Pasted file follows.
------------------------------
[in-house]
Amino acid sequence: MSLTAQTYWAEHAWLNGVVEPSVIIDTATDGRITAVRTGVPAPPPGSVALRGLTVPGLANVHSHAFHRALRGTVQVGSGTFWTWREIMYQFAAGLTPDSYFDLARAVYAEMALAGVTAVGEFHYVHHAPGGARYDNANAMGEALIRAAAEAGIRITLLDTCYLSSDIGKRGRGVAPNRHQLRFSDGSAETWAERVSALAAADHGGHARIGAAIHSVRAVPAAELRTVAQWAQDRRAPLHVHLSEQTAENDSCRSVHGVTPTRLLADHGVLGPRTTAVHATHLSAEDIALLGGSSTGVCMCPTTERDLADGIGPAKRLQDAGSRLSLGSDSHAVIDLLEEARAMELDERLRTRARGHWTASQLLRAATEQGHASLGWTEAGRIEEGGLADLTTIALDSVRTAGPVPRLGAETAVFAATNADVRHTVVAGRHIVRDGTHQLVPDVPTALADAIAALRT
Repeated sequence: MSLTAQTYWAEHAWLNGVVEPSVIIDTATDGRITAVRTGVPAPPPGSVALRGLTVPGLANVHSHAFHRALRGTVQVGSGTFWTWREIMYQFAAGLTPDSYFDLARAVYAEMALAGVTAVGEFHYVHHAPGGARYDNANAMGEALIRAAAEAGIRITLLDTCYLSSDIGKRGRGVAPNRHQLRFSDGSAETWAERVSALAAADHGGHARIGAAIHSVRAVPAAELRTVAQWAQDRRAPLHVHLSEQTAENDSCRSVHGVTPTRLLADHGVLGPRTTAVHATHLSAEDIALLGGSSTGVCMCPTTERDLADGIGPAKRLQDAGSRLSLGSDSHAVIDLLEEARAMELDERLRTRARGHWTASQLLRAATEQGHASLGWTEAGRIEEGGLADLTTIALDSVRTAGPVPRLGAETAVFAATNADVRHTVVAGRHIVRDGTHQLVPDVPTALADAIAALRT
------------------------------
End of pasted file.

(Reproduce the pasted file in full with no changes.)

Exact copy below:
[in-house]
Amino acid sequence: MSLTAQTYWAEHAWLNGVVEPSVIIDTATDGRITAVRTGVPAPPPGSVALRGLTVPGLANVHSHAFHRALRGTVQVGSGTFWTWREIMYQFAAGLTPDSYFDLARAVYAEMALAGVTAVGEFHYVHHAPGGARYDNANAMGEALIRAAAEAGIRITLLDTCYLSSDIGKRGRGVAPNRHQLRFSDGSAETWAERVSALAAADHGGHARIGAAIHSVRAVPAAELRTVAQWAQDRRAPLHVHLSEQTAENDSCRSVHGVTPTRLLADHGVLGPRTTAVHATHLSAEDIALLGGSSTGVCMCPTTERDLADGIGPAKRLQDAGSRLSLGSDSHAVIDLLEEARAMELDERLRTRARGHWTASQLLRAATEQGHASLGWTEAGRIEEGGLADLTTIALDSVRTAGPVPRLGAETAVFAATNADVRHTVVAGRHIVRDGTHQLVPDVPTALADAIAALRT
Repeated sequence: MSLTAQTYWAEHAWLNGVVEPSVIIDTATDGRITAVRTGVPAPPPGSVALRGLTVPGLANVHSHAFHRALRGTVQVGSGTFWTWREIMYQFAAGLTPDSYFDLARAVYAEMALAGVTAVGEFHYVHHAPGGARYDNANAMGEALIRAAAEAGIRITLLDTCYLSSDIGKRGRGVAPNRHQLRFSDGSAETWAERVSALAAADHGGHARIGAAIHSVRAVPAAELRTVAQWAQDRRAPLHVHLSEQTAENDSCRSVHGVTPTRLLADHGVLGPRTTAVHATHLSAEDIALLGGSSTGVCMCPTTERDLADGIGPAKRLQDAGSRLSLGSDSHAVIDLLEEARAMELDERLRTRARGHWTASQLLRAATEQGHASLGWTEAGRIEEGGLADLTTIALDSVRTAGPVPRLGAETAVFAATNADVRHTVVAGRHIVRDGTHQLVPDVPTALADAIAALRT